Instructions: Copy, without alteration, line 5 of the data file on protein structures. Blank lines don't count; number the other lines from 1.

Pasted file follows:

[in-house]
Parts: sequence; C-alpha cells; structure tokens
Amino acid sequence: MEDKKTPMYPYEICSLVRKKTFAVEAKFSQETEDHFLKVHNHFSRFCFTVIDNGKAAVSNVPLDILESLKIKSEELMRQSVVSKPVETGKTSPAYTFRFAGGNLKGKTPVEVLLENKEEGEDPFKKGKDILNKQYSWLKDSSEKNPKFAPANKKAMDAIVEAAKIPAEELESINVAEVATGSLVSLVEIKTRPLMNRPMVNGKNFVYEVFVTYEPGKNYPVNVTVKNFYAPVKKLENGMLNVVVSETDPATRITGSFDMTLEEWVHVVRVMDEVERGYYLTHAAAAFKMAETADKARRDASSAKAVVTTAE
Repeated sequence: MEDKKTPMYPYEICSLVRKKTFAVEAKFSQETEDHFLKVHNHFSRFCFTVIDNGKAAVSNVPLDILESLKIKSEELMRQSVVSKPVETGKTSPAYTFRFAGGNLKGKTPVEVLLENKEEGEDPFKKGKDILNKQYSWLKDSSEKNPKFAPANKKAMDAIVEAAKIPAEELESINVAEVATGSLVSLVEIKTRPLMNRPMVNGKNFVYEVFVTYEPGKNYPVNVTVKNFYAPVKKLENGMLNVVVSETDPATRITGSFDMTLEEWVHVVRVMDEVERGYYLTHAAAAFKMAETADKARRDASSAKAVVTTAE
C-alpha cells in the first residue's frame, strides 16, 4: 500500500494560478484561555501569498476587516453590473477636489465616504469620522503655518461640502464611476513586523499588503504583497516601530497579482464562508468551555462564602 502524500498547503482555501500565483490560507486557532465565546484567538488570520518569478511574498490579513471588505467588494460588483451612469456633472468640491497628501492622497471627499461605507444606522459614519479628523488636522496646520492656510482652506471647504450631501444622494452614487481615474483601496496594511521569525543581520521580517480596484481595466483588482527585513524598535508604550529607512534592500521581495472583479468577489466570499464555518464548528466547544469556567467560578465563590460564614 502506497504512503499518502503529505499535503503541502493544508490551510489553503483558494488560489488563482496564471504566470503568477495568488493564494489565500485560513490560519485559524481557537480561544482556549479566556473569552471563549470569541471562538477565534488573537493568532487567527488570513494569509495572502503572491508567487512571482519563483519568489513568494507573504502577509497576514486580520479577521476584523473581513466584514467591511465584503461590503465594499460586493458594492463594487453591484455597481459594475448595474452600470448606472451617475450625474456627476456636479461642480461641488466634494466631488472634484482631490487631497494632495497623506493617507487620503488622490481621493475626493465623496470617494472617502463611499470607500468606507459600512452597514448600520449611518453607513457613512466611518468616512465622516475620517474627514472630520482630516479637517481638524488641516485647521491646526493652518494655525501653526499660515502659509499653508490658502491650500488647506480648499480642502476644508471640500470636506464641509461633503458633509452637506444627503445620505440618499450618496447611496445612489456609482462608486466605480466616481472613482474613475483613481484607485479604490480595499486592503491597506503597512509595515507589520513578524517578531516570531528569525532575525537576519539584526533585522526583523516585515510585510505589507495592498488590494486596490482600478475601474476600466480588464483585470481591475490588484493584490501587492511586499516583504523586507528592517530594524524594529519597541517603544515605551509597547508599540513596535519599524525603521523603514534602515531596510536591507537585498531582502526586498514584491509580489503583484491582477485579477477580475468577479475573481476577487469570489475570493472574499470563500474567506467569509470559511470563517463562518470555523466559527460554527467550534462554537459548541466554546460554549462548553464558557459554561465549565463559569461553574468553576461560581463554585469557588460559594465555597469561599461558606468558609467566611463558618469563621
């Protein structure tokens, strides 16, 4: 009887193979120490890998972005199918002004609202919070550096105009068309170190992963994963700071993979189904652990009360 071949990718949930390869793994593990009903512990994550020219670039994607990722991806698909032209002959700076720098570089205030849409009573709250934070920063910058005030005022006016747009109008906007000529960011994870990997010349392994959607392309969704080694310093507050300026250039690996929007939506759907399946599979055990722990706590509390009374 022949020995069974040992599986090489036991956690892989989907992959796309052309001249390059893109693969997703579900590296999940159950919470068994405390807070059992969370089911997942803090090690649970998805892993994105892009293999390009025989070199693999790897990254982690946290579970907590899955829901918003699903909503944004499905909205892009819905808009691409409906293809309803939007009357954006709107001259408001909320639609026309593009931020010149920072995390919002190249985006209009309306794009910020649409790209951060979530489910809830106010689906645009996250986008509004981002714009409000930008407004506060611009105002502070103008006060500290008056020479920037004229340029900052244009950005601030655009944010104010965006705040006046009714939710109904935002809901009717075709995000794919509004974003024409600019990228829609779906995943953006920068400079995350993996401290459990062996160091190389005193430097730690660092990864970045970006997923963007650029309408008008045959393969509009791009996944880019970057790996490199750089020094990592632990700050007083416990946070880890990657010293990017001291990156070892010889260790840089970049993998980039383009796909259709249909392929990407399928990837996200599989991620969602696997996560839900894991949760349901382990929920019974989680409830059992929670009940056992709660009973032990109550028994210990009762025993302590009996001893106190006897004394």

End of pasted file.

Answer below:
C-alpha cells in the first residue's frame, strides 16, 4: 500500500494560478484561555501569498476587516453590473477636489465616504469620522503655518461640502464611476513586523499588503504583497516601530497579482464562508468551555462564602 502524500498547503482555501500565483490560507486557532465565546484567538488570520518569478511574498490579513471588505467588494460588483451612469456633472468640491497628501492622497471627499461605507444606522459614519479628523488636522496646520492656510482652506471647504450631501444622494452614487481615474483601496496594511521569525543581520521580517480596484481595466483588482527585513524598535508604550529607512534592500521581495472583479468577489466570499464555518464548528466547544469556567467560578465563590460564614 502506497504512503499518502503529505499535503503541502493544508490551510489553503483558494488560489488563482496564471504566470503568477495568488493564494489565500485560513490560519485559524481557537480561544482556549479566556473569552471563549470569541471562538477565534488573537493568532487567527488570513494569509495572502503572491508567487512571482519563483519568489513568494507573504502577509497576514486580520479577521476584523473581513466584514467591511465584503461590503465594499460586493458594492463594487453591484455597481459594475448595474452600470448606472451617475450625474456627476456636479461642480461641488466634494466631488472634484482631490487631497494632495497623506493617507487620503488622490481621493475626493465623496470617494472617502463611499470607500468606507459600512452597514448600520449611518453607513457613512466611518468616512465622516475620517474627514472630520482630516479637517481638524488641516485647521491646526493652518494655525501653526499660515502659509499653508490658502491650500488647506480648499480642502476644508471640500470636506464641509461633503458633509452637506444627503445620505440618499450618496447611496445612489456609482462608486466605480466616481472613482474613475483613481484607485479604490480595499486592503491597506503597512509595515507589520513578524517578531516570531528569525532575525537576519539584526533585522526583523516585515510585510505589507495592498488590494486596490482600478475601474476600466480588464483585470481591475490588484493584490501587492511586499516583504523586507528592517530594524524594529519597541517603544515605551509597547508599540513596535519599524525603521523603514534602515531596510536591507537585498531582502526586498514584491509580489503583484491582477485579477477580475468577479475573481476577487469570489475570493472574499470563500474567506467569509470559511470563517463562518470555523466559527460554527467550534462554537459548541466554546460554549462548553464558557459554561465549565463559569461553574468553576461560581463554585469557588460559594465555597469561599461558606468558609467566611463558618469563621